Best Vitamins and Minerals to Boost Brain Activity

    I’ve heard it said that the human brain is the most complex thing in the universe – even more complex than the universe itself. Now, I don’t know about it being more complex than the universe itself, but I do agree that it is very complex. In this article, we shall be taking a closer look at what minerals and vitamins you can take to enhance the performance of your brain, unlocking its full potential.

    Why might you want to boost brain performance?

    It has been shown that nutritional deficiencies have adverse effects on the brain. They often contribute to cognitive decline as one ages, psychiatric disorders, and even developmental disorders in children. For a student, they can mean not performing as well as you should, or would like to. I remember when I never had the right amount of energy when I just want to do my Uni assignment and I have no energy to study and do more tasks. And it can be a debilitating feeling, as it reduces both your performance and morale.

    Studies in both animals and humans do show, however, that taking brain supporting nutrients in increased quantities can help. These nutrients improve such things as memory and learning, making your brain far more effective. For these and many more reasons, it is imperative that you get your brain an adequate supply of nutrients. The good news is that you can do it naturally. In this article, we shall look at some vitamins and minerals you can use to boost brain performance.

    Citrus Fruits sliced vitamins

    What vitamins and minerals boost brain power?

    Vitamin B1 (Thiamine)

    The B group of vitamins is a powerful bunch. Vitamins from this group are very helpful to brain activity, and thiamine leads the lot. Thiamine exists in brain and nerve tissue in abundance. It is important in enabling the conduction of electricity in the nerves to send impulses. A severe lack of thiamine can lead to a chronic memory disorder known as Korsakoff syndrome, which is most often seen in those suffering from AIDS and alcoholics.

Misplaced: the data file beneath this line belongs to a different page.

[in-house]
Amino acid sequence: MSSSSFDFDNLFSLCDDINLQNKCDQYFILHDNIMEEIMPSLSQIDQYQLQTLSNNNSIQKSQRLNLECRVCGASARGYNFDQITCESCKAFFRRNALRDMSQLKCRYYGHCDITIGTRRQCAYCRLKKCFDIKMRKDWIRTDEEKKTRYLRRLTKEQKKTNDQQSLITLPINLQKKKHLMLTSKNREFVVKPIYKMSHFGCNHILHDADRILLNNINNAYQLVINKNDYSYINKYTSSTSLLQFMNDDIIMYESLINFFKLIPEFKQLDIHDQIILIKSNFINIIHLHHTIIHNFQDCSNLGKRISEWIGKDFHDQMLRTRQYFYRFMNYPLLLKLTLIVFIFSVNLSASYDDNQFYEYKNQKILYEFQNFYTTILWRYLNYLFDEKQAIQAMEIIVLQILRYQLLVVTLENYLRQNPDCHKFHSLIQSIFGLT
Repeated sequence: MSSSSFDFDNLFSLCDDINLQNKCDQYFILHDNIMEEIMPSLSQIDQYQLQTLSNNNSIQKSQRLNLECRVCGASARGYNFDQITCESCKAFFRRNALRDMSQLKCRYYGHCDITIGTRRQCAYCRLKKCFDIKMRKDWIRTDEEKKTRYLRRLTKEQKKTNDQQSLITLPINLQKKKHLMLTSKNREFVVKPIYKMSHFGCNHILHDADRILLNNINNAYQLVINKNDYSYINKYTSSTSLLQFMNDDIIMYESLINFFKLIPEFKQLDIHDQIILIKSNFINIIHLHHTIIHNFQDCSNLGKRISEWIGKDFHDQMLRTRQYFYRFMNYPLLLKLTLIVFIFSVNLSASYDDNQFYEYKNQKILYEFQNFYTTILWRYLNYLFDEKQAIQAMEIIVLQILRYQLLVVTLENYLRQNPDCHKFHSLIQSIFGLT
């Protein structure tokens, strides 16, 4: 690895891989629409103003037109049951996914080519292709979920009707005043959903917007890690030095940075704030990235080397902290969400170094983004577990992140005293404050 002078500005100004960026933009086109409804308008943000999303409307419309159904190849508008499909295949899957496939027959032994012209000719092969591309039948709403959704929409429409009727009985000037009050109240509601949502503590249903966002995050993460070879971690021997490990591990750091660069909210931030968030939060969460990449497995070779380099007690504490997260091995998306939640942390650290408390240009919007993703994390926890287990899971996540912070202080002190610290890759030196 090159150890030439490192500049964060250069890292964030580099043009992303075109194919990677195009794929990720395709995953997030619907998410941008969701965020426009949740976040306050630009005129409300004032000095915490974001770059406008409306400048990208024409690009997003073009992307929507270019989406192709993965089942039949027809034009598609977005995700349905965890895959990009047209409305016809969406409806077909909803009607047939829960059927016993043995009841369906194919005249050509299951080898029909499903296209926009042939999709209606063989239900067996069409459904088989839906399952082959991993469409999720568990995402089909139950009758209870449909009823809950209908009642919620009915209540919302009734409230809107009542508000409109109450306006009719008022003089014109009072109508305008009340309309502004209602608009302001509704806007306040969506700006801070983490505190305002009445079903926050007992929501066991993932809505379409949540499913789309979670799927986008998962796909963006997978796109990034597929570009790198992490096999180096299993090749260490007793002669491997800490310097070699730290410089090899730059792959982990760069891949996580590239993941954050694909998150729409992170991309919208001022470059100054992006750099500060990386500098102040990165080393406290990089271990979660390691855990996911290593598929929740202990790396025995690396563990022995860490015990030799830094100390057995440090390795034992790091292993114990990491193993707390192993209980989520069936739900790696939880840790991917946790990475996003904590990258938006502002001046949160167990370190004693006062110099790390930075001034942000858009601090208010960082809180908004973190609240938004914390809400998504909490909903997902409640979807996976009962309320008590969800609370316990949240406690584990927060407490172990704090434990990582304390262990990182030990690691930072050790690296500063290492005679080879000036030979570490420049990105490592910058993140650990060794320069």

Vitamin B9 (Folic Acid)

    folic acid actually isn’t a single compound, but rather a group of compounds known as folates. These can be obtained from a wide variety of foods, including lentils, asparagus, and spinach. Half of the vitamin stores in your body are contained in the liver. That’s a huge part of the reason why you should take extra care of your liver. Damage to the liver can lead to a severe deficiency in vitamins, including B vitamins. folic acid, in particular, plays a crucial role in the synthesis of amino acids, as well as the formation of nerve tissue. It also requires the other B vitamins in order to be properly metabolized. A deficiency in folic acid and other vitamins can lead to developmental disorders in children.

    Vitamin C (Ascorbic Acid)

     The highest concentration of vitamin C in your body is actually found in your brain, especially in the pituitary gland, where it’s roughly 400 milligrams per kilogram. This isn’t accidental. Vitamin C is very important in the making of dopamine, the reward chemical of the brain, and the brain’s chief protection against oxidative stress. Unfortunately, vitamin C cannot be stored in the body, so it’s important that you get it in adequate amounts on a daily basis.


    Calcium is the most important mineral required for the healthy functioning of the brain. It plays a crucial role as a messenger in the nerves, and also controls nerve excitability and regulates neurotransmission. Low levels of calcium are a rare phenomenon, as the body keeps substantial reserves of it in the bones. Some drugs, however, are known to deplete reserves, which may lead to a deficiency. Make sure to take calcium in your daily diet, just to be on the safe side.


    Magnesium plays an important role in the conversion of most B vitamins into their active forms. That means that taking B vitamins isn’t especially helpful on its own if you don’t have enough magnesium in your body. Studies have found that giving magnesium to rats actually improved their memory, both working and long term, over the course of a few months. Magnesium also plays an important role in cell membranes, where it helps to transmit impulses. Moreover, you need to have enough of magnesium and calcium to prevent nerve excitability. Not having enough of either can easily lead to brain problems.


    Zinc is found in high amounts in special zinc-containing neurons which live in your forebrain. Scientists don’t fully understand how zinc helps to maintain brain health, but they do know what neurological problems are brought about as a result of a zinc deficiency. Zinc has been linked to Alzheimer’s and Parkinson’s diseases. It’s important to take foods high in zinc to prevent a deficiency, such as shrimp, beef, and pumpkin seeds.


    Your brain is one of your greatest assets. It is what enables you to study, pass your exams and, above all, experience this beautiful thing called life. By taking the vitamins and minerals above in adequate quantities, you give your brain the opportunity to flourish.

    Author Bio

    Vendy Adams is a writer, editor, and proof-reader. She enjoys writing about education, health, and self-improvement. In her free time she enjoys playing the piano.


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